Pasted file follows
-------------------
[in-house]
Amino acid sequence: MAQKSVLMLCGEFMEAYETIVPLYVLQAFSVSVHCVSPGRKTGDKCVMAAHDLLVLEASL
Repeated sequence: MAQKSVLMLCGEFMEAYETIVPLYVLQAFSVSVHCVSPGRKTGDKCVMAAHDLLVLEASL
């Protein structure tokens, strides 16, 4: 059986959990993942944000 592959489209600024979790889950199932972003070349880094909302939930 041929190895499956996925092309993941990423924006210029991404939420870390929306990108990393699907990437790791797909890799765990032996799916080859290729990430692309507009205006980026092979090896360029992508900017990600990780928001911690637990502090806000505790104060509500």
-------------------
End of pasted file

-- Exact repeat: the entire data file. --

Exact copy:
[in-house]
Amino acid sequence: MAQKSVLMLCGEFMEAYETIVPLYVLQAFSVSVHCVSPGRKTGDKCVMAAHDLLVLEASL
Repeated sequence: MAQKSVLMLCGEFMEAYETIVPLYVLQAFSVSVHCVSPGRKTGDKCVMAAHDLLVLEASL
């Protein structure tokens, strides 16, 4: 059986959990993942944000 592959489209600024979790889950199932972003070349880094909302939930 041929190895499956996925092309993941990423924006210029991404939420870390929306990108990393699907990437790791797909890799765990032996799916080859290729990430692309507009205006980026092979090896360029992508900017990600990780928001911690637990502090806000505790104060509500």